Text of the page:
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Models stood regally in the Olivia Pope-inspired garb on a raised platform for all to see and take pictures.
“Narrowing (it) down to only 42 pieces for the initial collection was really hard because we just loved (everything) so much. But it was good to have to form the discipline to do that,” Washington said. “We were literally in three different cities. I was in Los Angeles, [Elliot] was in New York and Lyn was in London. So this is a collaboration that could not have happened decades ago. We were literally FedExing »
- Alexa Harrison
Another mob series with a glittering pedigree, including Martin Scorsese, who practically defined post-“The Godfather” crime movies; and “The Sopranos” alums Terence Winter and Steve Buscemi. A barrel full of Emmy nominations and a Golden Globe award quickly followed.
Yet despite early awards heat and critical accolades, the pay-tv paean to Atlantic City didn’t fully cash in. What HBO programming president Michael Lombardo dubbed “one of the most superb ensemble casts of any television show I can think of” nabbed eight Emmys its freshman year (one short of “The West Wing’s” record), but lost best drama to “Mad Men,” produced by Winter’s former “Sopranos” colleague Matthew Weiner.
“Boardwalk” has remained a critical favorite. Yet with the crush of prestigious new programs in the ensuing years, the show slipped off the best-series ballot the past two seasons. »
- Brian Lowry
On Sept. 22, 1999 at 9 pm, The West Wing premiered on NBC. Earlier that Wednesday, The Hollywood Reporter reviewed the new drama, praising the series as "wonderfully engaging." Read the original review below: Even in a season in which new dramas outnumber comedies, it's not hard to pick the best. In this case, it's The West Wing, a compelling, intelligent and wonderfully engaging drama about the hardball world of national politics. Considering the executive producers, Aaron Sorkin and Thomas Schlamme from Sports Night and John Wells from ER, it probably shouldn't be any surprise that this new show
- THR Staff
[This is a review of Madam Secretary season 1, episode 1. There will be Spoilers.]
It’s been more than eight years since The West Wing went off the air. In the intervening years, TV dramas about Washington movers and shakers – House of Cards, Scandal – have often been cynical, soapy and even sinister as they focused their sights on telling stories about power and politics without leaning on the Capra-corniness that sometimes took hold of The West Wing. With Madam Secretary, though, it seems like CBS is trying to blend elements from all of the above mentioned shows, in an effort to present a show that is both idealistic and darkly dramatic.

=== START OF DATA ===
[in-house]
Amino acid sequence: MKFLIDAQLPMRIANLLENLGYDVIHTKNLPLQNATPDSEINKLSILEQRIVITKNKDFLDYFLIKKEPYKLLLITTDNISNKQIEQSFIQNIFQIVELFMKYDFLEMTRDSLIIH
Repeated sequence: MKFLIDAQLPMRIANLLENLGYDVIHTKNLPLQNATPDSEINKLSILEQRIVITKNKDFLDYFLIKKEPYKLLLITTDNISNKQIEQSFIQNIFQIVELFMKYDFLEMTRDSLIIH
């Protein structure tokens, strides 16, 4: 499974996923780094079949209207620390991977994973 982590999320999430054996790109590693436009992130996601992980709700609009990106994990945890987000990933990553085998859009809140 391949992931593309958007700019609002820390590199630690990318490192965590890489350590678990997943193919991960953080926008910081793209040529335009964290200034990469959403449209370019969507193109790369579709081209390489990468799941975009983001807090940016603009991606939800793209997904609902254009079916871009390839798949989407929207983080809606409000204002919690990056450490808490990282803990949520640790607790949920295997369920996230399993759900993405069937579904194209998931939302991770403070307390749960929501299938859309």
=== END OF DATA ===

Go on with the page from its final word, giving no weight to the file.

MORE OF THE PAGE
Starring Téa Leoni as Secretary of State Elizabeth ...
Click to continue reading ‘Madam Secretary’ Series Premiere Review
- Jason Tabrys
CBS has scheduled its new drama "Madam Secretary" to air on Sunday nights before "The Good Wife," which means two things: 1)You should expect its start time to often be interfered with by football (though its regular timeslot is 8 p.m. Eastern, it's tentatively set to debut this weekend at 8:30), and 2)CBS hopes that Téa Leoni and friends can do for political drama what Julianna Margulies and company have done for the law genre: find a way to juggle the formulaic procedural qualities of a broadcast network drama with the narrative and moral complexities of what you can find on cable. "Madam Secretary" — which stars Leoni as Elizabeth Faulkner McCord, a former CIA analyst and college professor appointed to be Secretary of State after her predecessor dies in a plane crash — doesn't lack for talent on either side of the camera. The show was created by Barbara Hall, the »
- Alan Sepinwall
Like most CBS dramas, “Madam Secretary” was clearly developed with a time period in mind — another high-powered, classily cast drama about a woman with ripped-from-the-headlines undertones. Yet this lead-in to “The Good Wife” plays more like a slightly simple-minded return to “The West Wing,” with Tea Leoni as the reluctant Secretary of State, chosen (after her predecessor’s somewhat suspicious death) specifically for her lack of political ambitions. So come for the Hillary factor, and stay for the feel-good foreign policy practiced with courage and intelligence, or at least, so CBS hopes.
A former CIA analyst, Leoni’s Elizabeth McCord is minding her own business in academia when she’s summoned by the president (Keith Carradine, at his avuncular best in what’s described as a recurring role), saying he needs her clear-eyed counsel and refusing to take no for an answer. Not surprisingly, she is not exactly welcomed with »